Hub’s wild, wild ‘West’: Comic chaos in the desert
BOSTON – Discord and discomfort run rampant. It’s comic chaos in the desert. It’s just what the late playwright Sam Shepard was aiming for in “True West,” as the fortunes of two mismatched siblings are turned upside down with hilarious results .
The Hub Theatre Company of Boston is the latest to take a crack at the Shepard classic. Austin (Bob Mussett), a rather mousy Ivy League-educated screenwriter, is watching his mother’s home in southwest California while she’s off to Alaska.
He’s been surprised at the visit of brother Lee (Victor Shopov), taking time off from his full-time occupation as a small-time thief.
Lee has come in from the cold from his usual residency in the desolate Mojave and Death Valley areas of California, where Lee feels at home in the solitude of the barren lands. He waxes poetic about the wildlife and the freedom of it all, but Austin is unimpressed.
Austin suspects that the remoteness means many of the homes in the area are easy pickings for Lee, whose specialty appears to be boosting flat screen TVs.
Besides being a thief, Lee is also a a con man. He works his magic with an unctuous Hollywood producer named Saul (Robert Orzalli), who first pledges allegiance to Austin’s work when they meet at the family home, but just as quickly changes his tune after Lee pitches a story and challenges Saul to a golf match and a bet, which results in Saul switching sides.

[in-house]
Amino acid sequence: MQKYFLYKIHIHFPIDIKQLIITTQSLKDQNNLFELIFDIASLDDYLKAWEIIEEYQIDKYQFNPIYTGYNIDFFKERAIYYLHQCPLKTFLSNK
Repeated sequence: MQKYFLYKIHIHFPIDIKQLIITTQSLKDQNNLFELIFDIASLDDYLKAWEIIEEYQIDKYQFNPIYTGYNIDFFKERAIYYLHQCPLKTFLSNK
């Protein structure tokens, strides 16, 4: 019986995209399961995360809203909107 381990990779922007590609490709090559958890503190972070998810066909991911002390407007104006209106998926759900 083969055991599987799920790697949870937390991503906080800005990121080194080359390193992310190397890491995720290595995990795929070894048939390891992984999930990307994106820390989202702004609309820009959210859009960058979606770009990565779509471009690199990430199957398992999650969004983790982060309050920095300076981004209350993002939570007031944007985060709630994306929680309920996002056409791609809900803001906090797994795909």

There could be a $300,000 prize at the end of the rainbow. There’s just one problem: Lee can’t write what he knows, and is helpless to flesh out his ideas without Austin’s help.
The part of Lee calls for the type of intensity that few area actors can muster, but Victor Shopov is intensity personified when it is called for, and Shopov as Lee is surely scary when he is wielding a golf iron against a defenseless typewriter, reminding you of Pete Townshend of The Who smashing up another guitar onstage.
In the next moment he can be charming, as when he is buttering up Saul or pleading with Austin for help.
Austin is the picture of frustration as he first loses his gig and then is goaded and bullied by Lee to help him make what could be a $300,000 score.
Hub has set the play in the present day instead of Shepard’s 1980s, with a resulting culture clash at times, the principals pecking away at typewriters instead of computers but Lee also boosting flat screen TVs of recent vintage.
Mad props to props people Cesara Walters and Valerie Tracy, with many beers to be drunk, plants and typewriters destroyed or beaten to a pulp. Make way for a gaggle of toasters, testimony to the role reversals taking place during the play.
Kudos also to Ben Lieberson’s detailed kitchen, a warm, homey place that will be gradually dismembered.
The two brothers, meanwhile, will get down and dirty when nonstop drinking and verbal abuse aren’t enough.
It’s Director Dan Bourque’s duty to keep the goings-on at least minimally connected to reality, reining in the characters a bit – until the point of no return
Porzalli is a bit wasted here with a cardboard cut-out of a part as the producer. The part has so little substance that a good breeze might pick it it up and lift it away.
Lee and Austin’s mother (Maureen Adducci) appears near the end to profess her amazement at what her off-kilter sons have done to her home. There’s a truly funny moment when she cautions her sons – then in the throes of actually trying to kill each other – to take it outside so there will be no further damage to the home.
It all adds up to a Wild West of a show. Hold on to your hats for a hilarious – and, at times, truly scary – 90 minutes.
A reminder: Hub sells tickets to all its shows on a strictly “Pay What You Can” policy, the only Boston theater company to do so.
The Hub Theatre Company of Boston production of Sam Shepard’s “True West.” Directed by Daniel Bourque. At the First Church in Boston, 66 Marlborough St., through April 29. hubtheatreboston.com.